HEALTHY LIVING

Study Links Obstructive Sleep Apnea And Maternal Deaths

05/07/2014 08:33 am ET | Updated May 07, 2014
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Sleep apnea -- a sleep disorder during which a person stops breathing, sometimes hundreds of times a night -- is a known risk factor for a wide range of health concerns, including cancer, stroke and even death. And according to a new study, there's additional reason to take snoring concerns to the doctor: Pregnant women with obstructive sleep apnea (OSA) are over five times more likely to die in the hospital than women without OSA.

Women with OSA also had a greater risk of co-morbidities including preeclampsia, eclampsia, cardiomyopathy and pulmonary embolism, according to the study, and obesity seems to make certain negative effects worse.

"The astounding association with maternal death was surprising," lead author Judette Louis, M.D., MPH, assistant professor of obstetrics and gynecology at the USF Health Morsani College of Medicine said in a statement. "I did not expect to find such a difference in mortality between pregnant women who had sleep apnea and those who did not, especially when we controlled for obesity and other complicating factors."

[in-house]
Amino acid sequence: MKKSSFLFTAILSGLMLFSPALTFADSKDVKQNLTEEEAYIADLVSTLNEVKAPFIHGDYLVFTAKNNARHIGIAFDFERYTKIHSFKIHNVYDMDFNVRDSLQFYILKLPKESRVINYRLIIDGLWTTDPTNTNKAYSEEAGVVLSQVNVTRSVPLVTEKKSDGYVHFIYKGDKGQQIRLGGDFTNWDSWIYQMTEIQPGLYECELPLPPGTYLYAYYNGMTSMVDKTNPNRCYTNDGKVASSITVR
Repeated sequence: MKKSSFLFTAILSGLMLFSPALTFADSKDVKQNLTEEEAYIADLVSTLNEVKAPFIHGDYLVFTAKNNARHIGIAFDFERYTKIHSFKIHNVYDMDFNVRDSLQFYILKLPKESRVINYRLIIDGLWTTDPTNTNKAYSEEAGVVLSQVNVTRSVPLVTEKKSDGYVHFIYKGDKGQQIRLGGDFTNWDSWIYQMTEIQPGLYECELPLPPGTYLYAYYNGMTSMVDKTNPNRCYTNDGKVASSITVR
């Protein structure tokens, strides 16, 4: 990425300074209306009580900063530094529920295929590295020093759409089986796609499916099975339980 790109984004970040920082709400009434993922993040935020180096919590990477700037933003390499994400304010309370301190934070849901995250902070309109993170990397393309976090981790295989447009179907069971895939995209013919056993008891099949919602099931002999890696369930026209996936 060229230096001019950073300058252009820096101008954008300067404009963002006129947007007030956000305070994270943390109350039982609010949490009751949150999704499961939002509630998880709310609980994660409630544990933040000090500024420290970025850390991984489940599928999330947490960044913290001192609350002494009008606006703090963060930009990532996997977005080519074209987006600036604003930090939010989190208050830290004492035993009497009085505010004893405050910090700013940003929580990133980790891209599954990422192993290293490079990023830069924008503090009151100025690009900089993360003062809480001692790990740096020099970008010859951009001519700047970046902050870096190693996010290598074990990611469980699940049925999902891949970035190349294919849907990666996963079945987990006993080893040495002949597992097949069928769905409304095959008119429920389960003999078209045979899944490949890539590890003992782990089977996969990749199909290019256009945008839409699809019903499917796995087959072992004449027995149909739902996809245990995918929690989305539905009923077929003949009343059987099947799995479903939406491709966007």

The study, published in the journal SLEEP, analyzed more than 55 million discharges of women who were pregnant or gave birth in a hospital between 1998 and 2009 from the Nationwide Inpatient Sample database, and identified length of hospital stays, mortality rates and OSA incidence. During that time period, the rate of OSA increased annually by 24 percent, according to the study. Earlier, smaller studies have linked sleep apnea during pregnancy to increased health risks for both mothers-to-be and developing fetuses.

Maternal deaths have increased recently, according to the study, and obesity is considered a possible cause. "Our study indicates that sleep apnea may also play a role, whether a woman is obese or not," Louis said. "It's important for obstetricians and primary care practitioners to identify sleep apnea in younger women of reproductive age, convey its risk, and treat the condition before pregnancy." Indeed, targeting OSA interventions to pregnant women may help improve some of these outcomes, the authors write.

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